Connecting daters without risking their safety? Now that’s a trend that American dating sites should get behind. Watch this space to see what online dating sites pick up on the trend – we guarantee that the first ones to hop on board the voice-calling technology trend will end up with the most users.
As a continent, Africa is experiencing an interesting scenario: it’s business and technology scene is exploding, but many countries are still grappling with poverty, inequality, and health epidemics. That’s why many African businesses are looking for shortcuts to explode business growth, as it can only have positive benefits for the continent as a whole.
Fortunately, Africa has mobile technology on their side; it’s estimated that over 60% of Africans have mobile phones, with some forecasts estimating that number could reach 100% within the next decade. This means African businesses that are looking to penetrate into local markets can utilize the power of mobile phones to expand and accelerate their business growth.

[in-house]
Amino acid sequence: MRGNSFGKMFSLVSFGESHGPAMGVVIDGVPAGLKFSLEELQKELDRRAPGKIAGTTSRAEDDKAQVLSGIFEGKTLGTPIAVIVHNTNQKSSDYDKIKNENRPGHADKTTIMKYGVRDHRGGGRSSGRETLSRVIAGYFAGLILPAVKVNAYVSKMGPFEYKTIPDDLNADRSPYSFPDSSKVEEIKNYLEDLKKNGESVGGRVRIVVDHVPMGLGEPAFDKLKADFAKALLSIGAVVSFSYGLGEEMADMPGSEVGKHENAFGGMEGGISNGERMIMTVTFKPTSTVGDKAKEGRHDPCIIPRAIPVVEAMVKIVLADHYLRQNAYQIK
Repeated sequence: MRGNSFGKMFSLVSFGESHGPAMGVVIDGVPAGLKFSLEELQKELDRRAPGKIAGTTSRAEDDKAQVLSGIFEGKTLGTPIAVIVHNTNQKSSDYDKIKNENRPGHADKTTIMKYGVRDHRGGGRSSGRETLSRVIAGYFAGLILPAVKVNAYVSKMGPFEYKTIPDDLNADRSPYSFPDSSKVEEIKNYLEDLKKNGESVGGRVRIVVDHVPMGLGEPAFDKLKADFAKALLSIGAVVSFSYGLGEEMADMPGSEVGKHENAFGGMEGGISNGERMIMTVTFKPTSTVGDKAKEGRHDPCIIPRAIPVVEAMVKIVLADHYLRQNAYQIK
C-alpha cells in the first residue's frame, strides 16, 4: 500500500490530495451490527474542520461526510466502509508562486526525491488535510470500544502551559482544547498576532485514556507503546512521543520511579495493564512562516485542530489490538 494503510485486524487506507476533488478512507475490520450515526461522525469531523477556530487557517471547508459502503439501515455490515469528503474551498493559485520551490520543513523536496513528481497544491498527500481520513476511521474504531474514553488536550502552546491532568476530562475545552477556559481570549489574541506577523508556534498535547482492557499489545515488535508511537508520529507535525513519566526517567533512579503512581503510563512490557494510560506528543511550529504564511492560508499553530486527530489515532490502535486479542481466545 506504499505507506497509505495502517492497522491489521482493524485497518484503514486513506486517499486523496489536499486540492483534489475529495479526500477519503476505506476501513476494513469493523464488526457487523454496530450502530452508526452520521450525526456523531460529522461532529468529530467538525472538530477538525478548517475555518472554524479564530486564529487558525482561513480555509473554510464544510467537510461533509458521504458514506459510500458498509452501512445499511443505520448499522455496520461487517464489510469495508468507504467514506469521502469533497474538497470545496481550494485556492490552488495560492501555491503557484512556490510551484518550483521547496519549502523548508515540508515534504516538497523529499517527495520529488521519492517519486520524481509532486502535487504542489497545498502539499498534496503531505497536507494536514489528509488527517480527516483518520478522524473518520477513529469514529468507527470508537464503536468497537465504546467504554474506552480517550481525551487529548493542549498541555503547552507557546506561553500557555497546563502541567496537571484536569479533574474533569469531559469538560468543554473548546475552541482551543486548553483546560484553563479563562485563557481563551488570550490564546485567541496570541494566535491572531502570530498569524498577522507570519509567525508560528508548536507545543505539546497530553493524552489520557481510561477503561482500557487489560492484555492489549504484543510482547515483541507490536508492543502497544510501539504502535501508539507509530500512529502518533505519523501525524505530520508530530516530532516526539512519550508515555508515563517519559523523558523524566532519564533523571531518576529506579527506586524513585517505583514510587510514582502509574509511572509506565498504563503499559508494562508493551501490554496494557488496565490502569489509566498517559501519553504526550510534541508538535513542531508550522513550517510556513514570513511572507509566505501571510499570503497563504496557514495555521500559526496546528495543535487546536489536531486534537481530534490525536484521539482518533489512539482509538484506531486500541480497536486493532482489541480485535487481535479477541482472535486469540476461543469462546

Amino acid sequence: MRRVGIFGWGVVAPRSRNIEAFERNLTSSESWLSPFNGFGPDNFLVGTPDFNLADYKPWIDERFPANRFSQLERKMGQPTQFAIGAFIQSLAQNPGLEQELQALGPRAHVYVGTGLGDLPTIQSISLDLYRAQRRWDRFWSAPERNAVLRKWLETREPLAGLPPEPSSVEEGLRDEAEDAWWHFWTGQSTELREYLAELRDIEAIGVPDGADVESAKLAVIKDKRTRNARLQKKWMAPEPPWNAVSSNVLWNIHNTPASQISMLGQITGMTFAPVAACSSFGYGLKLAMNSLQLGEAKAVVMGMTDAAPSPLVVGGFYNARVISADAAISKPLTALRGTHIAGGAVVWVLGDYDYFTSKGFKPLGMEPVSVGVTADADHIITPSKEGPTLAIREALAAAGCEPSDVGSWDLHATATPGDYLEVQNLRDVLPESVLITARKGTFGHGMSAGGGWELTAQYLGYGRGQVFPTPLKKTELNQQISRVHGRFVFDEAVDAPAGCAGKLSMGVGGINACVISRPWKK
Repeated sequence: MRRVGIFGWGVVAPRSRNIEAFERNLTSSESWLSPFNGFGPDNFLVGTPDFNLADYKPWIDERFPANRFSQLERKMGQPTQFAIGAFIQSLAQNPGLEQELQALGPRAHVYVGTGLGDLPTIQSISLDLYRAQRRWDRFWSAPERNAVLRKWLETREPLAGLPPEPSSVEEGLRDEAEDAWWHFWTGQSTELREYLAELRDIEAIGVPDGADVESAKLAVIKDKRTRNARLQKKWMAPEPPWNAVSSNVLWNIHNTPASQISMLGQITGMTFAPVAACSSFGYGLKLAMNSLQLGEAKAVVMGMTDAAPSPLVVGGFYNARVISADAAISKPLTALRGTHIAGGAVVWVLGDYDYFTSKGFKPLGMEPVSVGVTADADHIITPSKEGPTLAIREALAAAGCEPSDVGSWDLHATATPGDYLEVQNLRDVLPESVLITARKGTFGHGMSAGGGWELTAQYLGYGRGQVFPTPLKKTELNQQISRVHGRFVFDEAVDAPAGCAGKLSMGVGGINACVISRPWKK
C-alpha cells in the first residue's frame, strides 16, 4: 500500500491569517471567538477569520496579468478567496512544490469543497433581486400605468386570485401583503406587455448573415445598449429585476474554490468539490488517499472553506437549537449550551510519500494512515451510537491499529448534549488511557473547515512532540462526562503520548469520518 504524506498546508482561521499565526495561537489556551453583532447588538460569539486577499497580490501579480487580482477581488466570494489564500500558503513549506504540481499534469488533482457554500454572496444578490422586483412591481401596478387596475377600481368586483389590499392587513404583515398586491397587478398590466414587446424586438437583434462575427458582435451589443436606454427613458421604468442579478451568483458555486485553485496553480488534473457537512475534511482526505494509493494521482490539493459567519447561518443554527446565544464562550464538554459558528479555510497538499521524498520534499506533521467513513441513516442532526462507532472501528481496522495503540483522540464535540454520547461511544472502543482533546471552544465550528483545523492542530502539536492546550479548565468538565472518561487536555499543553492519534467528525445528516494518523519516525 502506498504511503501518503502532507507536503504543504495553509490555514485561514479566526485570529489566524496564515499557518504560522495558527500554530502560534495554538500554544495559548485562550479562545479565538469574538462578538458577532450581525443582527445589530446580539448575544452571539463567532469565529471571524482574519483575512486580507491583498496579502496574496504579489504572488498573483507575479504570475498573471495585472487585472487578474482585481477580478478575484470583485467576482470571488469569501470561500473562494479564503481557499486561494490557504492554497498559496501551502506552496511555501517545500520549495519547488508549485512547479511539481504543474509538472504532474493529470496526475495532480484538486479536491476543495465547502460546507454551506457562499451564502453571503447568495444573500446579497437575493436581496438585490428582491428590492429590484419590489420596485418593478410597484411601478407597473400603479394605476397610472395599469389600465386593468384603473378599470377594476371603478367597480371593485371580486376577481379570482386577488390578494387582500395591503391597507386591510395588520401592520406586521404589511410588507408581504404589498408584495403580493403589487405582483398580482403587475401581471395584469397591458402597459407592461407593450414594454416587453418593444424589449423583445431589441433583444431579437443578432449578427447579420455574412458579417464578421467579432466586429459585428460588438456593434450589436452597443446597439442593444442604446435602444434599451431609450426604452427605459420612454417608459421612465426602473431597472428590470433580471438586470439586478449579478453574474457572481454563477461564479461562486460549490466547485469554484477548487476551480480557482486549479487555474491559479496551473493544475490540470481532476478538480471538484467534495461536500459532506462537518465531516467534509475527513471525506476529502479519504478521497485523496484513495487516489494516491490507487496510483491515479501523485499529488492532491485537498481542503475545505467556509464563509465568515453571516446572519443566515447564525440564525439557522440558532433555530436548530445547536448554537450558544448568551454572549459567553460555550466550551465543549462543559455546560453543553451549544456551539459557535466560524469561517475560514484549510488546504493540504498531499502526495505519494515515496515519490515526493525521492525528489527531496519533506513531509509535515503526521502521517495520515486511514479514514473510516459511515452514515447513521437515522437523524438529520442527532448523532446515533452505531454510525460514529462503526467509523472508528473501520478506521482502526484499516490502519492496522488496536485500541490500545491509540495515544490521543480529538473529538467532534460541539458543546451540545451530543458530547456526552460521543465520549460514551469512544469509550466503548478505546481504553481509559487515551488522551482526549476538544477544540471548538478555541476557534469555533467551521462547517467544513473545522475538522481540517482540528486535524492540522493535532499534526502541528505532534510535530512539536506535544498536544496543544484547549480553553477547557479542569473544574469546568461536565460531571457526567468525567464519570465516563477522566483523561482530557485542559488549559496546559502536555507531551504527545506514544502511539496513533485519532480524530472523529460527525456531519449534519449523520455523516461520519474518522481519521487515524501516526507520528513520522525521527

One non-profit has been using voice-calling apps with massive success. MAMA (Mobile Alliance for Mobile Action) is a program that sends vital health information to at-risk mothers within low-income populations. MAMA sends SMS messages and voice calls to mothers who need access to vital health information, including tips on maintaining a healthy pregnancy, important health alerts, and prenatal care available in their area. This gives new and expectant mothers the ability to provide the best care possible to their children, no matter where they’re located.
Voice-calling apps also helps reach mothers who may not have the ability to disseminate information sent via text (for example, illiteracy may prevent a mother from reading an SMS message). A simple voice message helps jump these hurdles by giving mothers the ability to access the same information without relying on text messages.